The freshman's dream is a name sometimes given to the erroneous equation , where is a real number (usually a positive integer greater than 1) and are non-zero real numbers. Beginning students commonly make this error in computing the power of a sum of real numbers, falsely assuming powers distribute over sums.[1][2] When n = 2, it is easy to see why this is incorrect: (x + y)2 can be correctly computed as x2 + 2xy + y2 using distributivity (commonly known by students in the USA as the FOIL method). For larger positive integer values of n, the correct result is given by the binomial theorem.

An illustration of the Freshman's dream in two dimensions. Each side of the square is X+Y in length. The area of the square is the sum of the area of the yellow region (=X2), the area of the green region (=Y2), and the area of the two white regions (=2×X×Y).

The name "freshman's dream" also sometimes refers to the theorem that says that for a prime number p, if x and y are members of a commutative ring of characteristic p, then (x + y)p = xp + yp. In this more exotic type of arithmetic, the "mistake" actually gives the correct result, since p divides all the binomial coefficients apart from the first and the last, making all the intermediate terms equal to zero.

The identity is also actually true in the context of tropical geometry, where multiplication is replaced with addition, and addition is replaced with minimum.[3]

Examples Edit

  •  , but  .
  •   does not equal  . For example,  , which does not equal 3 + 4 = 7. In this example, the error is being committed with the exponent n = 1/2.

Prime characteristic Edit

When   is a prime number and   and   are members of a commutative ring of characteristic  , then  . This can be seen by examining the prime factors of the binomial coefficients: the nth binomial coefficient is


The numerator is p factorial(!), which is divisible by p. However, when 0 < n < p, both n! and (pn)! are coprime with p since all the factors are less than p and p is prime. Since a binomial coefficient is always an integer, the nth binomial coefficient is divisible by p and hence equal to 0 in the ring. We are left with the zeroth and pth coefficients, which both equal 1, yielding the desired equation.

Thus in characteristic p the freshman's dream is a valid identity. This result demonstrates that exponentiation by p produces an endomorphism, known as the Frobenius endomorphism of the ring.

The demand that the characteristic p be a prime number is central to the truth of the freshman's dream. A related theorem states that if p is prime then (x + 1)pxp + 1 in the polynomial ring  . This theorem is a key fact in modern primality testing.[4]

History and alternate names Edit

The history of the term "freshman's dream" is somewhat unclear. In a 1940 article on modular fields, Saunders Mac Lane quotes Stephen Kleene's remark that a knowledge of (a + b)2 = a2 + b2 in a field of characteristic 2 would corrupt freshman students of algebra. This may be the first connection between "freshman" and binomial expansion in fields of positive characteristic.[5] Since then, authors of undergraduate algebra texts took note of the common error. The first actual attestation of the phrase "freshman's dream" seems to be in Hungerford's graduate algebra textbook (1974), where he quotes McBrien.[6] Alternative terms include "freshman exponentiation", used in Fraleigh (1998).[7] The term "freshman's dream" itself, in non-mathematical contexts, is recorded since the 19th century.[8]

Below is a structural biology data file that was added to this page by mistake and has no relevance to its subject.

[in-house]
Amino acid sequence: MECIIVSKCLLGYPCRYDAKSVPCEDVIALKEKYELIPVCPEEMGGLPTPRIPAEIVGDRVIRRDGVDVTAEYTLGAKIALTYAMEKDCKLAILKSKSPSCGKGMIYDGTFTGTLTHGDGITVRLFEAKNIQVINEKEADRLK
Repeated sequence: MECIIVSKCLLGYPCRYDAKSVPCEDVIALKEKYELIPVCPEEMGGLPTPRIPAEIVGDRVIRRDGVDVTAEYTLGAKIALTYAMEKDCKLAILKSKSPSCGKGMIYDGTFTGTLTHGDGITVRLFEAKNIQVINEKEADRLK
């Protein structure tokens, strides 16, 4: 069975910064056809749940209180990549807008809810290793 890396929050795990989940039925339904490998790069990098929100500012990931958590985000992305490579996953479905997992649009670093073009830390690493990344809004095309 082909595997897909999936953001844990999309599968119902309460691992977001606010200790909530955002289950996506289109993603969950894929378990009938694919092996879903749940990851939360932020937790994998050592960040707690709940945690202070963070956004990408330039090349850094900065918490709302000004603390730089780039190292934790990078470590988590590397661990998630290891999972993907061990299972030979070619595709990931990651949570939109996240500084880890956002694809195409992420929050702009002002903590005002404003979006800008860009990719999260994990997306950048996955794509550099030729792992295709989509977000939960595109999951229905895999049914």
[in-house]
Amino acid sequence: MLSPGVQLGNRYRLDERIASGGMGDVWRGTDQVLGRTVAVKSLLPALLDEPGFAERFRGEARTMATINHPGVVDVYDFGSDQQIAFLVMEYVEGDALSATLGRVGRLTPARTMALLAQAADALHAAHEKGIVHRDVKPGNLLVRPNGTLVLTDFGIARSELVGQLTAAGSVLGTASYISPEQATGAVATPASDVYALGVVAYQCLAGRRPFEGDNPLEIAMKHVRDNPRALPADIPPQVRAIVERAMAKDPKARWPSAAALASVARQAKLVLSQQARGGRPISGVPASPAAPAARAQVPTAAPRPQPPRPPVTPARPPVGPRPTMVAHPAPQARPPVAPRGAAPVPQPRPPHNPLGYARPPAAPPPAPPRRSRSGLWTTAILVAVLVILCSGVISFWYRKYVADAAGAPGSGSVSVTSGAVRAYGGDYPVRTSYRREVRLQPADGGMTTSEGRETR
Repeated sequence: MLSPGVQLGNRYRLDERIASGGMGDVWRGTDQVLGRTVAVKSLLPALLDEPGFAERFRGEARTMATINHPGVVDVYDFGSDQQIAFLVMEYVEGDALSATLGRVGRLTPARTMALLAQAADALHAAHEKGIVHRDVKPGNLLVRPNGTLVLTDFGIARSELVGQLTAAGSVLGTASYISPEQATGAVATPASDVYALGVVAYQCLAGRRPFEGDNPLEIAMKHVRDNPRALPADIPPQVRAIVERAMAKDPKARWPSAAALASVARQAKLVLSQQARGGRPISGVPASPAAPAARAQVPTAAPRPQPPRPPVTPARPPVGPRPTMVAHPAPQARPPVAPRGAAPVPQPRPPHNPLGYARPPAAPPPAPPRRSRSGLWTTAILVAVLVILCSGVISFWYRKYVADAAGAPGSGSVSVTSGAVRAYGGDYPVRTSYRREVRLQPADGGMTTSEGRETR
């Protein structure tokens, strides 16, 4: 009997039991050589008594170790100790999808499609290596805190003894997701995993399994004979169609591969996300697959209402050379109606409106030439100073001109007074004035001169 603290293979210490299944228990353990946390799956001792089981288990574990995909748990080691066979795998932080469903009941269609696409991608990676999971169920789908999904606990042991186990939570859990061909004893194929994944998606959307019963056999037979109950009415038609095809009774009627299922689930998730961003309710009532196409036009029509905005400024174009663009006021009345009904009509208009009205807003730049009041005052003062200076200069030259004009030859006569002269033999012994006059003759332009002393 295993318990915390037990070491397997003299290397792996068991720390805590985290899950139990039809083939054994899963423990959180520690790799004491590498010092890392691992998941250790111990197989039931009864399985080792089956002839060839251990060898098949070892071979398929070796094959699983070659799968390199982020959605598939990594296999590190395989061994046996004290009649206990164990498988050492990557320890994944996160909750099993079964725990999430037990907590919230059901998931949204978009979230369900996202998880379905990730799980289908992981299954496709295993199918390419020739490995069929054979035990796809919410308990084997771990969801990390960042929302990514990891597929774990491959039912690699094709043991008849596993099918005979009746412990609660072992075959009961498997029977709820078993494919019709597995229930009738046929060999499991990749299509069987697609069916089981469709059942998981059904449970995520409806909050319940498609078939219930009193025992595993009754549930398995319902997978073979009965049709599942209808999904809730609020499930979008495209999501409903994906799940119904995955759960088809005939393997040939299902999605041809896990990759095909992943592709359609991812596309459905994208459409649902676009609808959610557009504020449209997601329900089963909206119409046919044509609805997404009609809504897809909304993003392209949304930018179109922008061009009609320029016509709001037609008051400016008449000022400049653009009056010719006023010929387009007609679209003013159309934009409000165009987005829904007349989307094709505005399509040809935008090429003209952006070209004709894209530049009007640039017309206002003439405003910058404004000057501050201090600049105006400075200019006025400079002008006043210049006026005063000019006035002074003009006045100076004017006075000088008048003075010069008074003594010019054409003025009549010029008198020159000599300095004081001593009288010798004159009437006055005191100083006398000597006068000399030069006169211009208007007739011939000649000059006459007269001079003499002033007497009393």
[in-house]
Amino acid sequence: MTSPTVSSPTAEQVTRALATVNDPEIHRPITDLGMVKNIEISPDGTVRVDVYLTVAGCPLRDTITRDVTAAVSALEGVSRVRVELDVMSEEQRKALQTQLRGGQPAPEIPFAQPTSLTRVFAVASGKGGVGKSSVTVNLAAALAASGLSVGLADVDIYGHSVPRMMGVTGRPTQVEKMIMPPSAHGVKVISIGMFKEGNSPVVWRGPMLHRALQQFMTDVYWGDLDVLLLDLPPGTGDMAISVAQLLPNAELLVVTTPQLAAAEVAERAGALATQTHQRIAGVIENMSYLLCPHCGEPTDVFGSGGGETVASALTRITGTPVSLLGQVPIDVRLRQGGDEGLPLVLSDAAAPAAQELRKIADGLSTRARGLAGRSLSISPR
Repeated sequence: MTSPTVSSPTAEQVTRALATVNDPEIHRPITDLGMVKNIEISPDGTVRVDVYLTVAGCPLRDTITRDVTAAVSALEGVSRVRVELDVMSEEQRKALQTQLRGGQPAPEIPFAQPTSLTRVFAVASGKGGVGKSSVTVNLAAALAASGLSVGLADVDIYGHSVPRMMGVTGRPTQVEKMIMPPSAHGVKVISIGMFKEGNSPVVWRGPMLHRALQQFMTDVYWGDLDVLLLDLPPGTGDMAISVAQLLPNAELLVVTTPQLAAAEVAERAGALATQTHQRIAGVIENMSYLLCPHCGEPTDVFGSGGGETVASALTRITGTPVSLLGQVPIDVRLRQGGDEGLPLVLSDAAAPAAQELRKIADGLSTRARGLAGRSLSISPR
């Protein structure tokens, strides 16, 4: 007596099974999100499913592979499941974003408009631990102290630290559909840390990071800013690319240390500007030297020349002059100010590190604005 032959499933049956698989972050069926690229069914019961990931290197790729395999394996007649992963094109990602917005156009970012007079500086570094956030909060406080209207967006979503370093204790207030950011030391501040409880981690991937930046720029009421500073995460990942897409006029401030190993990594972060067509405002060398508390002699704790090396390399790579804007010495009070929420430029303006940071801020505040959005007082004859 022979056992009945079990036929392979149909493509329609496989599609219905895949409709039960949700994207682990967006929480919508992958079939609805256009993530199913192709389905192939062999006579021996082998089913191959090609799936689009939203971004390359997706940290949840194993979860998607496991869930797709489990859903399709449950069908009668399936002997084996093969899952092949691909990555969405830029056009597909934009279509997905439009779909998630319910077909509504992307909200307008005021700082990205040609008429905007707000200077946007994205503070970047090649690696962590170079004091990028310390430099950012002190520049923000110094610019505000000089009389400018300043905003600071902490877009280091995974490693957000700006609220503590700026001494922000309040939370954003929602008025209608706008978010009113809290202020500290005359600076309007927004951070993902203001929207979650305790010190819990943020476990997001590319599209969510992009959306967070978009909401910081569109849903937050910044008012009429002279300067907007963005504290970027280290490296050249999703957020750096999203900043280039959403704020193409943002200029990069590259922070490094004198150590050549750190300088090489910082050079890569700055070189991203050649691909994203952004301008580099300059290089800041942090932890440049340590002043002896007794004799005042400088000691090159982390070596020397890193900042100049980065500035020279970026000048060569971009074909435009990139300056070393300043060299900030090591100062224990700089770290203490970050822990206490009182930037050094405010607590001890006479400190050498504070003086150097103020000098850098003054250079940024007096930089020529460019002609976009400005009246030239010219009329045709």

Since the expansion of (x + y)n is correctly given by the binomial theorem, the freshman's dream is also known as the "child's binomial theorem"[4] or "schoolboy binomial theorem".

See also Edit

References Edit

  1. ^ Julio R. Bastida, Field Extensions and Galois Theory, Addison-Wesley Publishing Company, 1984, p.8.
  2. ^ Fraleigh, John B., A First Course in Abstract Algebra, Addison-Wesley Publishing Company, 1993, p.453, ISBN 0-201-53467-3.
  3. ^ Difusión DM (2018-02-23), Introduction to Tropical Algebraic Geometry (1 of 5), retrieved 2019-06-11
  4. ^ a b A. Granville, It Is Easy To Determine Whether A Given Integer Is Prime, Bull. of the AMS, Volume 42, Number 1 (Sep. 2004), Pages 3–38.
  5. ^ Colin R. Fletcher, Review of Selected papers on algebra, edited by Susan Montgomery, Elizabeth W. Ralston and others. Pp xv, 537. 1977. ISBN 0-88385-203-9 (Mathematical Association of America), The Mathematical Gazette, Vol. 62, No. 421 (Oct., 1978), The Mathematical Association. p. 221.
  6. ^ Thomas W. Hungerford, Algebra, Springer, 1974, p. 121; also in Abstract Algebra: An Introduction, 2nd edition. Brooks Cole, July 12, 1996, p. 366.
  7. ^ John B. Fraleigh, A First Course In Abstract Algebra, 6th edition, Addison-Wesley, 1998. pp. 262 and 438.
  8. ^ Google books 1800–1900 search for "freshman's dream": Bentley's miscellany, Volume 26, p. 176, 1849